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GGH15 Beyond Permutation Branching Programs: Proofs, Attacks, and Candidates

  • Yilei Chen
  • Vinod Vaikuntanathan
  • Hoeteck Wee
Conference paper
Part of the Lecture Notes in Computer Science book series (LNCS, volume 10992)

Abstract

We carry out a systematic study of the GGH15 graded encoding scheme used with general branching programs. This is motivated by the fact that general branching programs are more efficient than permutation branching programs and also substantially more expressive in the read-once setting. Our main results are as follows:
  • Proofs. We present new constructions of private constrained PRFs and lockable obfuscation, for constraints (resp. functions to be obfuscated) that are computable by general branching programs. Our constructions are secure under LWE with subexponential approximation factors. Previous constructions of this kind crucially rely on the permutation structure of the underlying branching programs. Using general branching programs allows us to obtain more efficient constructions for certain classes of constraints (resp. functions), while posing new challenges in the proof, which we overcome using new proof techniques.

  • Attacks. We extend the previous attacks on indistinguishability obfuscation (iO) candidates that use GGH15 encodings. The new attack simply uses the rank of a matrix as the distinguisher, so we call it a “rank attack”. The rank attack breaks, among others, the iO candidate for general read-once branching programs by Halevi, Halevi, Shoup and Stephens-Davidowitz (CCS 2017).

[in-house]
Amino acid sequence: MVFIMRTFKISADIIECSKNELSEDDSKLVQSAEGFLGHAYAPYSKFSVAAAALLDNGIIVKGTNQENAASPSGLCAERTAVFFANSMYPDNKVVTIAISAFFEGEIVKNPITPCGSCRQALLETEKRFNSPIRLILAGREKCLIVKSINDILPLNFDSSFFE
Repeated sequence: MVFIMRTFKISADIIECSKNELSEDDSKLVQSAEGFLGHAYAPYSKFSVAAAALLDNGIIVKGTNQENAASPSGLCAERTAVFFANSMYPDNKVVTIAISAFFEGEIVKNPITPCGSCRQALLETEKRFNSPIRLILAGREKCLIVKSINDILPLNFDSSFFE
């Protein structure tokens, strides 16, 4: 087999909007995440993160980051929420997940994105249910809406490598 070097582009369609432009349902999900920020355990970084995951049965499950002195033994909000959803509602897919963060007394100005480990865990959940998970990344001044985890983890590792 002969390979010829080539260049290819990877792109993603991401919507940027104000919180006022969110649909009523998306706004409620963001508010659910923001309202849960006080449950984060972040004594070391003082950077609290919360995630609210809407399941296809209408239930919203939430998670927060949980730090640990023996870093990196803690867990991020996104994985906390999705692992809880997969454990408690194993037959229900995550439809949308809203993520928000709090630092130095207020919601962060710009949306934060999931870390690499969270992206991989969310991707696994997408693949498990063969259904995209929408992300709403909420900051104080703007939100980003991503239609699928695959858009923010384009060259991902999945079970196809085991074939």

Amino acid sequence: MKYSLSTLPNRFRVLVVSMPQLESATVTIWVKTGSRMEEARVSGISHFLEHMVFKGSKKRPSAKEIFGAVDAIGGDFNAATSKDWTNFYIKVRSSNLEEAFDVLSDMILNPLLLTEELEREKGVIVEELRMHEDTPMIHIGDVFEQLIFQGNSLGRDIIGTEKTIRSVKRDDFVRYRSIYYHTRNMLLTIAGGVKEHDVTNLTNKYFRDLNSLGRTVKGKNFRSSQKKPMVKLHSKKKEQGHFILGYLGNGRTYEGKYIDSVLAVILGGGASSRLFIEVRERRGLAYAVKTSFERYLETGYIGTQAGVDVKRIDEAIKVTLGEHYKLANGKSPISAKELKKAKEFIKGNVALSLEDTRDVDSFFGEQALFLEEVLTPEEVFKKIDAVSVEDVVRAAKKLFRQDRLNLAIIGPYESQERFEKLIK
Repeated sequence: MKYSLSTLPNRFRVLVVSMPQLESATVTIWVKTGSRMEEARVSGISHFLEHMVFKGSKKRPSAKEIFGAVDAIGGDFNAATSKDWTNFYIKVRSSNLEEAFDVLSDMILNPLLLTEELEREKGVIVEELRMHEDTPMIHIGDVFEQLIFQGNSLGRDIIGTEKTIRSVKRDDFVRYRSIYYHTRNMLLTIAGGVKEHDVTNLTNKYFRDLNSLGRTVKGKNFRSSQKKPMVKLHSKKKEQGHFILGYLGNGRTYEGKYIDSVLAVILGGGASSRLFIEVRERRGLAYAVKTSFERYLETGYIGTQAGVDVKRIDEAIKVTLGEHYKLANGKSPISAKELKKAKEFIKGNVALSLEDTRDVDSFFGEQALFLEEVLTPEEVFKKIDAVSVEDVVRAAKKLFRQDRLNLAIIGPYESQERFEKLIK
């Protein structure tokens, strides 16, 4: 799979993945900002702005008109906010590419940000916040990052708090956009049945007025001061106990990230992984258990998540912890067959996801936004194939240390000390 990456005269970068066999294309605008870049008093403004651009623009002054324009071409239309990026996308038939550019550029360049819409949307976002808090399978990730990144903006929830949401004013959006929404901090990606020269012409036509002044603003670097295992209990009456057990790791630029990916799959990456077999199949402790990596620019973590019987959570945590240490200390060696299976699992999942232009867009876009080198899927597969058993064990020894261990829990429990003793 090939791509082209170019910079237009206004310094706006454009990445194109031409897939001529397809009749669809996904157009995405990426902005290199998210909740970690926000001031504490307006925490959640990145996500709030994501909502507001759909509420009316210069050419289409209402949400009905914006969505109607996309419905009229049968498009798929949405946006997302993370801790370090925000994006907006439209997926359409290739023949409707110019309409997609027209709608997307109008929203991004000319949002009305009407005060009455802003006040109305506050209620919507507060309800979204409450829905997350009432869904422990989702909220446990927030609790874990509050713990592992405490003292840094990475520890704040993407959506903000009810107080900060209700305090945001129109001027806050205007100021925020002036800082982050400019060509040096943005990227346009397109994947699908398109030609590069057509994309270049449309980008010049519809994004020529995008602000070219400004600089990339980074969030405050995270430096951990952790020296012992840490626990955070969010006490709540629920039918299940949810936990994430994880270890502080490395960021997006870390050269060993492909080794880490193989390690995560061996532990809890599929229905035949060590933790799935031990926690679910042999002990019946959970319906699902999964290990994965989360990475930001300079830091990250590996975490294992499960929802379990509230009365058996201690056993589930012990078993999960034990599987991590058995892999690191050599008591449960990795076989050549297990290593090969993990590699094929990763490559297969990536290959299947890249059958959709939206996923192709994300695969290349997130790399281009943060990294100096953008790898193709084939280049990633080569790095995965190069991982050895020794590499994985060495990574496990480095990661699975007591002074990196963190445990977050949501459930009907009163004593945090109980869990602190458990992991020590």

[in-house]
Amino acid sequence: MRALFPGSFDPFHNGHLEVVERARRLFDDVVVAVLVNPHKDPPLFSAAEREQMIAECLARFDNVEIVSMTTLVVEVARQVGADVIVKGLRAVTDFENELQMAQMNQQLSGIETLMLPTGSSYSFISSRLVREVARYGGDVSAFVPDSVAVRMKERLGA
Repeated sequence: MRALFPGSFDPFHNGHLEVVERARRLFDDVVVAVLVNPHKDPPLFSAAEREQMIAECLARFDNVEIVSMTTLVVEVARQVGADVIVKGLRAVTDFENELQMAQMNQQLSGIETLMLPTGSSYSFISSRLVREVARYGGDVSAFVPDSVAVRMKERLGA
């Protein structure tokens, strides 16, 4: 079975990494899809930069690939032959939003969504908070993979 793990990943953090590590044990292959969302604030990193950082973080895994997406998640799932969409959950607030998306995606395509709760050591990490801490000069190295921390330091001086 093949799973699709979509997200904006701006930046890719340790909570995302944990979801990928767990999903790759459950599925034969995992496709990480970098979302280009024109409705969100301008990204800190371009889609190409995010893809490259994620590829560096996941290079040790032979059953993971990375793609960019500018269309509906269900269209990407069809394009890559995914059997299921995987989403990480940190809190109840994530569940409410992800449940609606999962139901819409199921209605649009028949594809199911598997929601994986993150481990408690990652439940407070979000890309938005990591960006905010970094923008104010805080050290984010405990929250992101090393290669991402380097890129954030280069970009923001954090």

• Candidate Witness Encryption and iO. Drawing upon insights from our proofs and attacks, we present simple candidates for witness encryption and iO that resist the existing attacks, using GGH15 encodings. Our candidate for witness encryption crucially exploits the fact that formulas in conjunctive normal form (CNFs) can be represented by general, read-once branching programs.

Notes

Acknowledgments

Y.C. is supported by the NSF MACS project. Part of this work was done while visiting ENS. V.V. is supported in part by NSF Grants CNS-1350619 and CNS-1414119, Alfred P. Sloan Research Fellowship, Microsoft Faculty Fellowship, the NEC Corporation and a Steven and Renee Finn Career Development Chair from MIT. This work was also sponsored in part by the Defense Advanced Research Projects Agency (DARPA) and the U.S. Army Research Office under contracts W911NF-15-C-0226 and W911NF-15-C-0236. H.W. is supported by ERC Project aSCEND (H2020 639554). Part of this work was done while visiting CQT.

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Copyright information

© International Association for Cryptologic Research 2018

Authors and Affiliations

  1. 1.Boston UniversityBostonUSA
  2. 2.MITCambridgeUSA
  3. 3.CNRS and ENS, PSLParisFrance

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